Senate committee OKs bills defining crimes of home invasion, interference with peace officer
Published: April 23, 2014
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ST. THOMAS - The V.I. Senate's Homeland Security, Justice and Public Safety Committee moved forward two bills Tuesday pertaining to crime and held a third that would affect the requirements for purchasing firearms locally.
Of the two crimes bills that advanced, the first, Bill 30-0025, is an act sponsored by Sen. Diane Capehart that would amend the V.I. Code to create a new category of crime termed home invasion.
The second piece of legislation, Bill 30-0047, is an act sponsored by Sen. Judi Buckley to provide a clearer definition for the crime of interfering with an officer discharging his duty.
The bill that was held, Bill 30-0103, is legislation sponsored by Senator Kenneth Gittens that would require that applicants for a firearm provide a psychological evaluation and a background check.
The two bills that will advance to the Senate Rules and Judiciary Committee received a vote of 4-0 from the committee members present, Senators Kenneth Gittens, Buckley, Craig Barshinger and Sammuel Sanes.
Senators Alicia Hansen, Clarence Payne III and Tregenza Roach were absent.
Under the bill, home invasion is defined as a when a person enters another's home knowing that one or more persons are present and uses force or threatens force; uses a firearm or threatens to use a firearm; or causes injury in some other way.
The bill includes a list of recommended penalties that would follow the violation of the V.I. Home Invasion Act:
- If the crime was committed by someone armed with a dangerous weapon other than a firearm, or if an injury was caused by the crime, the penalty would be a term of imprisonment no fewer than 10 years and no more than 15.
- A term of imprisonment of no fewer than 15 years and no more than 20 would apply if the perpetrator was armed with a firearm during the crime.
- If a firearm was discharged, regardless of whether it caused injury during a home invasion, a conviction would lead to a term of imprisonment of no fewer than 20 years and no more than 25.
- If a firearm discharged and caused great bodily harm or death to another person within the home at the time of the crime, a conviction would lead to a term of imprisonment of no fewer than 25 years and no more than 30.
While the V.I. Police Department and the V.I. Attorney General's Office backed the bill, the V.I. Public Defender's Office did not. Attorney General Vincent Frazer said that he initially was skeptical of the bill when the committee first reviewed it in January because he felt that it might be redundant to what was stated in the V.I. Code in addressing both burglary and assault.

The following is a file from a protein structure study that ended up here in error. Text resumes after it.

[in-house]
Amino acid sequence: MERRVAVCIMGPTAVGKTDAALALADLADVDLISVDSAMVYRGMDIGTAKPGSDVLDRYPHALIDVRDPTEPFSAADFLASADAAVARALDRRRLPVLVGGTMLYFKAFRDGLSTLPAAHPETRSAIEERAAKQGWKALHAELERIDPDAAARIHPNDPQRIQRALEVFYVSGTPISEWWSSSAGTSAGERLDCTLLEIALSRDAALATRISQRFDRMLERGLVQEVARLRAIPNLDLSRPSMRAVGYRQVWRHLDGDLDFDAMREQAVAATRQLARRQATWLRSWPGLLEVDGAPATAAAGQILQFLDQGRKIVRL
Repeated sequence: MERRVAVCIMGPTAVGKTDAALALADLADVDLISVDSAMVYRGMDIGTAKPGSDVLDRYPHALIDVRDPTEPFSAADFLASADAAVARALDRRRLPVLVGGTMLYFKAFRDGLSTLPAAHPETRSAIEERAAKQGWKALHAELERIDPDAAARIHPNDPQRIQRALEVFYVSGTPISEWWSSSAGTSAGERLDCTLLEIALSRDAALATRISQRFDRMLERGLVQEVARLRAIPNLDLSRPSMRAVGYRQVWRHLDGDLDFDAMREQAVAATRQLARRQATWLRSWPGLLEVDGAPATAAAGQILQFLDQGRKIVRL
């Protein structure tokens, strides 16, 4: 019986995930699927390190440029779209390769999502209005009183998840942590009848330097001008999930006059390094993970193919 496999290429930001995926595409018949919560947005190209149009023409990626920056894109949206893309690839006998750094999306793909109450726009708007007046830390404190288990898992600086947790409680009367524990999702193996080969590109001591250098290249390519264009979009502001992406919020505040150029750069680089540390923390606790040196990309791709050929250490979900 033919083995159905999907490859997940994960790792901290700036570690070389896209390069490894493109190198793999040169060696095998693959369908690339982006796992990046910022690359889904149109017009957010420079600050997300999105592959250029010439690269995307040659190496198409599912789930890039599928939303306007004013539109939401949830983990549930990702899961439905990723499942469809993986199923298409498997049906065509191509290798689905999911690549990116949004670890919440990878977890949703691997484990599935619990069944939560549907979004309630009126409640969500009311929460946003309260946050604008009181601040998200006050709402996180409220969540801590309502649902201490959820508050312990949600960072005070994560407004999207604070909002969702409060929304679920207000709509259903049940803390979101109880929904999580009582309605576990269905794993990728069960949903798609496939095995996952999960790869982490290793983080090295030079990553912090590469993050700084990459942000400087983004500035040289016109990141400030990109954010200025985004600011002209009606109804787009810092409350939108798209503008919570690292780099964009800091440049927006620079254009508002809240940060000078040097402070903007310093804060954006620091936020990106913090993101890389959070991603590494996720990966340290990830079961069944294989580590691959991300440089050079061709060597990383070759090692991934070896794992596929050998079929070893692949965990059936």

Since then, he said, he changed his mind.
"It is one thing to break and enter a commercial building or some other non-residential structure. However, when it comes to a structure that is a dwelling house or a known residential building, then that will get a different treatment under the law," Frazer stated in testimony shared before the committee Tuesday.
However, Territorial Public Defender Samuel Joseph maintained that the legislation is redundant and the government runs the risk of overcharging defendants.
Capehart responded that she was open to making changes to the bill, which was not perfect, she said.
Interfering with an officer
The bill maintains that no person should interfere with the official capacity of a peace officer, which would include a firefighter, emergency responder, investigators with the Attorney General's Office, University of the Virgin Islands security guards and other officials.
Joseph also opposed that bill, stating that it is "overbroad and thus unconstitutional," he said in a prepared statement before the committee.
"A person could be found to have violated the statute for failing to comply with some menial request depending on who it is coming from," Joseph said.
Police Commissioner Rodney Querrard Sr. and Frazer testified in support of the bill.
The bill would require applicants for firearms to have "provided a complete psychological evaluation and background check procured at the applicant's cost which establishes that applicant mentally stable and fit to carry a firearm."
It also amends the current language addressing storage of firearms to require that firearms are stored in a secured safe, gun safe, lockbox or other device that can be used to store a firearm. "Such device shall be secured with a keyed or combination, tamper resistant lock," the bill reads.
While testimony was not given regarding the bill on Tuesday, the bill received the support of the Attorney General's Office, according to prepared testimony submitted to the committee prior to the postponement of the bill's discussion.
"Clearly, this new requirement is a good thing. However, we recommend that the bill should indicate that the evaluation be made by a licensed psychologist or licensed psychiatrist. The proposed amendment also received the support of a local, licensed clinical psychologist, Denese Marshall.
"In recent months, we have witnessed several incidents in the United States that have involved mentally unstable individuals who have gained access to high power weapons that eventually injured and killed many innocent people, including children," Marshall wrote in a letter to the committee.
However, attorney Michael Sheesley, also the owner of Tactical Arms, a federal firearms license-holder in the territory, argued in his submitted testimony that the proposed amendment would be redundant because the V.I. Code already prohibits people who have been determined to be mentally defective, or who have been committed to a mental institution, from possessing firearms.
Additionally, the application for a firearm already requires applicants to provide a police record, he said in his submitted testimony.
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